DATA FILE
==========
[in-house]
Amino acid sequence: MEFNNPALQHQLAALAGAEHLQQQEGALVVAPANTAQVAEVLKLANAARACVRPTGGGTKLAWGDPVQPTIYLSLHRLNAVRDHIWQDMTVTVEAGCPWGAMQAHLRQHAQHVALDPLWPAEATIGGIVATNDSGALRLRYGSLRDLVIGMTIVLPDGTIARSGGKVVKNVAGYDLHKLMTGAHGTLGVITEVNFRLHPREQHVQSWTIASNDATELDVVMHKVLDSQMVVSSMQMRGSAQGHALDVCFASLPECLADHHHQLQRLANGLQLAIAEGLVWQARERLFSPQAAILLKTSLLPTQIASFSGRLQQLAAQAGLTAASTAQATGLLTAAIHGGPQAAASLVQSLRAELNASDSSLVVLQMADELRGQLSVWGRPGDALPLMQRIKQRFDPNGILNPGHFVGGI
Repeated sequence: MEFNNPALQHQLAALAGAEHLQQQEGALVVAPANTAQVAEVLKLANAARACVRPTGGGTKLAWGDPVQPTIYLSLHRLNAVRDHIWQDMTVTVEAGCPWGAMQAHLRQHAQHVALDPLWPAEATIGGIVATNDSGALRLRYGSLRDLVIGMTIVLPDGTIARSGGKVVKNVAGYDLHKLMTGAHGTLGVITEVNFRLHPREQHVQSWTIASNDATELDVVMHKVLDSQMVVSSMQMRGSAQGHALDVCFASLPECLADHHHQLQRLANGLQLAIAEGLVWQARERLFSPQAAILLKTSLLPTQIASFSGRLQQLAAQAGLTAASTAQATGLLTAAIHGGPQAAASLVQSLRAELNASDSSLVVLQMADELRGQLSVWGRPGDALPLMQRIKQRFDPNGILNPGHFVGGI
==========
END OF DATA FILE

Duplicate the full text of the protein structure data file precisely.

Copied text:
[in-house]
Amino acid sequence: MEFNNPALQHQLAALAGAEHLQQQEGALVVAPANTAQVAEVLKLANAARACVRPTGGGTKLAWGDPVQPTIYLSLHRLNAVRDHIWQDMTVTVEAGCPWGAMQAHLRQHAQHVALDPLWPAEATIGGIVATNDSGALRLRYGSLRDLVIGMTIVLPDGTIARSGGKVVKNVAGYDLHKLMTGAHGTLGVITEVNFRLHPREQHVQSWTIASNDATELDVVMHKVLDSQMVVSSMQMRGSAQGHALDVCFASLPECLADHHHQLQRLANGLQLAIAEGLVWQARERLFSPQAAILLKTSLLPTQIASFSGRLQQLAAQAGLTAASTAQATGLLTAAIHGGPQAAASLVQSLRAELNASDSSLVVLQMADELRGQLSVWGRPGDALPLMQRIKQRFDPNGILNPGHFVGGI
Repeated sequence: MEFNNPALQHQLAALAGAEHLQQQEGALVVAPANTAQVAEVLKLANAARACVRPTGGGTKLAWGDPVQPTIYLSLHRLNAVRDHIWQDMTVTVEAGCPWGAMQAHLRQHAQHVALDPLWPAEATIGGIVATNDSGALRLRYGSLRDLVIGMTIVLPDGTIARSGGKVVKNVAGYDLHKLMTGAHGTLGVITEVNFRLHPREQHVQSWTIASNDATELDVVMHKVLDSQMVVSSMQMRGSAQGHALDVCFASLPECLADHHHQLQRLANGLQLAIAEGLVWQARERLFSPQAAILLKTSLLPTQIASFSGRLQQLAAQAGLTAASTAQATGLLTAAIHGGPQAAASLVQSLRAELNASDSSLVVLQMADELRGQLSVWGRPGDALPLMQRIKQRFDPNGILNPGHFVGGI